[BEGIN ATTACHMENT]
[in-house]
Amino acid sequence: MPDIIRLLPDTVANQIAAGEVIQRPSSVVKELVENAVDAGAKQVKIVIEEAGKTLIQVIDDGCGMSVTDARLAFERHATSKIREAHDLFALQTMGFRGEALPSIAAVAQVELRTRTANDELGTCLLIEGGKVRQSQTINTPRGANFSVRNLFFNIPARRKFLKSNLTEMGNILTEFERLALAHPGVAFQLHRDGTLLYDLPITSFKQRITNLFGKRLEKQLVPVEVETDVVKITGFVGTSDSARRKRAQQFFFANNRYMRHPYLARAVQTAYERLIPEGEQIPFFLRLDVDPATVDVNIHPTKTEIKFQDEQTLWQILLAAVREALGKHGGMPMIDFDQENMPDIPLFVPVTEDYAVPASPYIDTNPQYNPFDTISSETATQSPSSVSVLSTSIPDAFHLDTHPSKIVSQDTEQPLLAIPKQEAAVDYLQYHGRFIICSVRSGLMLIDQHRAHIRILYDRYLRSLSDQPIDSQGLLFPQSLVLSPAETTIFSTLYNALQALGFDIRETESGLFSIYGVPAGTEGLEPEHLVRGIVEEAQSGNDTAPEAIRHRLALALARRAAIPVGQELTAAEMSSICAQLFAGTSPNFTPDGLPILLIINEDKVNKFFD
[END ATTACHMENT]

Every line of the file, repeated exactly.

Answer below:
[in-house]
Amino acid sequence: MPDIIRLLPDTVANQIAAGEVIQRPSSVVKELVENAVDAGAKQVKIVIEEAGKTLIQVIDDGCGMSVTDARLAFERHATSKIREAHDLFALQTMGFRGEALPSIAAVAQVELRTRTANDELGTCLLIEGGKVRQSQTINTPRGANFSVRNLFFNIPARRKFLKSNLTEMGNILTEFERLALAHPGVAFQLHRDGTLLYDLPITSFKQRITNLFGKRLEKQLVPVEVETDVVKITGFVGTSDSARRKRAQQFFFANNRYMRHPYLARAVQTAYERLIPEGEQIPFFLRLDVDPATVDVNIHPTKTEIKFQDEQTLWQILLAAVREALGKHGGMPMIDFDQENMPDIPLFVPVTEDYAVPASPYIDTNPQYNPFDTISSETATQSPSSVSVLSTSIPDAFHLDTHPSKIVSQDTEQPLLAIPKQEAAVDYLQYHGRFIICSVRSGLMLIDQHRAHIRILYDRYLRSLSDQPIDSQGLLFPQSLVLSPAETTIFSTLYNALQALGFDIRETESGLFSIYGVPAGTEGLEPEHLVRGIVEEAQSGNDTAPEAIRHRLALALARRAAIPVGQELTAAEMSSICAQLFAGTSPNFTPDGLPILLIINEDKVNKFFD